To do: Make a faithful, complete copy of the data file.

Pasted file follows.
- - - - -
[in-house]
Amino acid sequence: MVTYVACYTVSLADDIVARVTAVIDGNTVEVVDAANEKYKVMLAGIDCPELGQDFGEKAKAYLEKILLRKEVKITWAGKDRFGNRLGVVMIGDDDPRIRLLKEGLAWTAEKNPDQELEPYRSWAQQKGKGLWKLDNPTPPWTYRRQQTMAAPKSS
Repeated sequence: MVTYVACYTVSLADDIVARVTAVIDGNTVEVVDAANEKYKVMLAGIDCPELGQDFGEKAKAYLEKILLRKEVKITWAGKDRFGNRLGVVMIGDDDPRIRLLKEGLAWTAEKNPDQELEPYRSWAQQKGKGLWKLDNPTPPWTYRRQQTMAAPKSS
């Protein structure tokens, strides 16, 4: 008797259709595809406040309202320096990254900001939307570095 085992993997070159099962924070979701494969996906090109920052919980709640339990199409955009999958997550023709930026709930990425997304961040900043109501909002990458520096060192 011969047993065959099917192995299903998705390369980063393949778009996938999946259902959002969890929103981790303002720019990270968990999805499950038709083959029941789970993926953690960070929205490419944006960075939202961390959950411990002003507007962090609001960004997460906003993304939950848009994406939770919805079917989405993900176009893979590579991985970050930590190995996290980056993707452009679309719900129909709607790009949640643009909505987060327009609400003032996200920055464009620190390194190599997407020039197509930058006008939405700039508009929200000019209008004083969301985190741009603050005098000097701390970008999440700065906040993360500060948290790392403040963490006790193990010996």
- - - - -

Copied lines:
[in-house]
Amino acid sequence: MVTYVACYTVSLADDIVARVTAVIDGNTVEVVDAANEKYKVMLAGIDCPELGQDFGEKAKAYLEKILLRKEVKITWAGKDRFGNRLGVVMIGDDDPRIRLLKEGLAWTAEKNPDQELEPYRSWAQQKGKGLWKLDNPTPPWTYRRQQTMAAPKSS
Repeated sequence: MVTYVACYTVSLADDIVARVTAVIDGNTVEVVDAANEKYKVMLAGIDCPELGQDFGEKAKAYLEKILLRKEVKITWAGKDRFGNRLGVVMIGDDDPRIRLLKEGLAWTAEKNPDQELEPYRSWAQQKGKGLWKLDNPTPPWTYRRQQTMAAPKSS
């Protein structure tokens, strides 16, 4: 008797259709595809406040309202320096990254900001939307570095 085992993997070159099962924070979701494969996906090109920052919980709640339990199409955009999958997550023709930026709930990425997304961040900043109501909002990458520096060192 011969047993065959099917192995299903998705390369980063393949778009996938999946259902959002969890929103981790303002720019990270968990999805499950038709083959029941789970993926953690960070929205490419944006960075939202961390959950411990002003507007962090609001960004997460906003993304939950848009994406939770919805079917989405993900176009893979590579991985970050930590190995996290980056993707452009679309719900129909709607790009949640643009909505987060327009609400003032996200920055464009620190390194190599997407020039197509930058006008939405700039508009929200000019209008004083969301985190741009603050005098000097701390970008999440700065906040993360500060948290790392403040963490006790193990010996």